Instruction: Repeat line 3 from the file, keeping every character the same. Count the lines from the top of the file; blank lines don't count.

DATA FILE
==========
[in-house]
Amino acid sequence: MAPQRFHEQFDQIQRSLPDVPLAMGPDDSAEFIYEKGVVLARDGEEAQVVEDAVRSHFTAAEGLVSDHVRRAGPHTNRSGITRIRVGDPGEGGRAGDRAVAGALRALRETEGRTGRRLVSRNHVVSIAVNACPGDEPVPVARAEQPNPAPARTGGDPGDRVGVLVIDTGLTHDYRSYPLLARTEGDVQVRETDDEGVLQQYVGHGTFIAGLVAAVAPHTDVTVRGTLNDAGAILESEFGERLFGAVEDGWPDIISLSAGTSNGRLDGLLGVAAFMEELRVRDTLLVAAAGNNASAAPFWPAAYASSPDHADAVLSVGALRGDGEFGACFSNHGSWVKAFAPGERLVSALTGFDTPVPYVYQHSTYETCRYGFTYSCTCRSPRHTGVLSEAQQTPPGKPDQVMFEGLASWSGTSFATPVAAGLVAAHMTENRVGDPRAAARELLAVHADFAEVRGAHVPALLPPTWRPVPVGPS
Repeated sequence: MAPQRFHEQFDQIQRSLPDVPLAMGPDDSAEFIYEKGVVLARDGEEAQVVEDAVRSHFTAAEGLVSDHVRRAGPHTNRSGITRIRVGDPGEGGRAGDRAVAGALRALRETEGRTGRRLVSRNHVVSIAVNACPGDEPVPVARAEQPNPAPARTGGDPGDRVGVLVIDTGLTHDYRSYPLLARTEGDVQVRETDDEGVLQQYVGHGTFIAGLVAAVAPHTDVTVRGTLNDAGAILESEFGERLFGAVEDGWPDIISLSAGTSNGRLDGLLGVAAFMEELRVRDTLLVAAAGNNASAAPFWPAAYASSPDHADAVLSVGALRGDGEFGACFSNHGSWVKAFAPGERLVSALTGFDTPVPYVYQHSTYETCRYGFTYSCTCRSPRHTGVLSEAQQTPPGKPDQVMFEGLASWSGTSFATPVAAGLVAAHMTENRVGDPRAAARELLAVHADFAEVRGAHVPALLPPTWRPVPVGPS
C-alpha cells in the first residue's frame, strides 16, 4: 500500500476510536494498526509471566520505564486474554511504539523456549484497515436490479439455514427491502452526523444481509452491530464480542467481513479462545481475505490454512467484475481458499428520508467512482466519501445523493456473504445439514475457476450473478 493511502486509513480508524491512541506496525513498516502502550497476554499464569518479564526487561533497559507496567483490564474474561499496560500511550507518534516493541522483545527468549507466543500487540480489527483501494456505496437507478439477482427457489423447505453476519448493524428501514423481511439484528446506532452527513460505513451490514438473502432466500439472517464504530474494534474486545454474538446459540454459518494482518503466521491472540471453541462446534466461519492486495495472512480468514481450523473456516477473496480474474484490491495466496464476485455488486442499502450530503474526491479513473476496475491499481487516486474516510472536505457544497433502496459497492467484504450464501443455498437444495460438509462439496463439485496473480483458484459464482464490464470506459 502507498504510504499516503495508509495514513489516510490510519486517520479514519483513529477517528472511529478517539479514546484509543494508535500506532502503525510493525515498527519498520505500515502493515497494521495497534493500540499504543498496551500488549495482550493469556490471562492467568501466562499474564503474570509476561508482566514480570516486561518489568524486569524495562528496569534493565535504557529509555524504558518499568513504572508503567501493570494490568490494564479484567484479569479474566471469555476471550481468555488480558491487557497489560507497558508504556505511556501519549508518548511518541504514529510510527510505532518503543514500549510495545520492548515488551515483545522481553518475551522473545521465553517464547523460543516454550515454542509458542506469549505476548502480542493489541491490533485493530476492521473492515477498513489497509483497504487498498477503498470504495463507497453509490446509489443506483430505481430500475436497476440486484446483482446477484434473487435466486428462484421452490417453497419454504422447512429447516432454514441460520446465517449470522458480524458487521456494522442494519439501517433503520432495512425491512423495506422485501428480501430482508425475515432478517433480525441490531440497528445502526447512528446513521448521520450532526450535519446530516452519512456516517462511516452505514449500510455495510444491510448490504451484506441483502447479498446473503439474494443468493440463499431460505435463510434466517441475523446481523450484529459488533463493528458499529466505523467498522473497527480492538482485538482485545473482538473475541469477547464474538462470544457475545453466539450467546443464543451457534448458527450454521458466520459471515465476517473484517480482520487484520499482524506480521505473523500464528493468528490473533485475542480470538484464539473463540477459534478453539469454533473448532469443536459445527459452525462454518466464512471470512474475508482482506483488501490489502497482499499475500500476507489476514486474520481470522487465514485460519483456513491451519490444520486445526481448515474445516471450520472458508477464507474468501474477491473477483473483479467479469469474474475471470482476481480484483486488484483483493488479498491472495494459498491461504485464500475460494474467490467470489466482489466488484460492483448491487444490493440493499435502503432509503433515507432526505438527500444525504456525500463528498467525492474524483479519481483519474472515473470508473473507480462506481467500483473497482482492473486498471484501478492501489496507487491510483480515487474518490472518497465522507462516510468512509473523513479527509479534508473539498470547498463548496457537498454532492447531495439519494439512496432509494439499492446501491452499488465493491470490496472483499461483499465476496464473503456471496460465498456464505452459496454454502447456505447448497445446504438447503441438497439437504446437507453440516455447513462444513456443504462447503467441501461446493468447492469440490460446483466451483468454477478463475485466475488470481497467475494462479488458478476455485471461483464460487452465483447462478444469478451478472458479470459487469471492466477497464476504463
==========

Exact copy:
Repeated sequence: MAPQRFHEQFDQIQRSLPDVPLAMGPDDSAEFIYEKGVVLARDGEEAQVVEDAVRSHFTAAEGLVSDHVRRAGPHTNRSGITRIRVGDPGEGGRAGDRAVAGALRALRETEGRTGRRLVSRNHVVSIAVNACPGDEPVPVARAEQPNPAPARTGGDPGDRVGVLVIDTGLTHDYRSYPLLARTEGDVQVRETDDEGVLQQYVGHGTFIAGLVAAVAPHTDVTVRGTLNDAGAILESEFGERLFGAVEDGWPDIISLSAGTSNGRLDGLLGVAAFMEELRVRDTLLVAAAGNNASAAPFWPAAYASSPDHADAVLSVGALRGDGEFGACFSNHGSWVKAFAPGERLVSALTGFDTPVPYVYQHSTYETCRYGFTYSCTCRSPRHTGVLSEAQQTPPGKPDQVMFEGLASWSGTSFATPVAAGLVAAHMTENRVGDPRAAARELLAVHADFAEVRGAHVPALLPPTWRPVPVGPS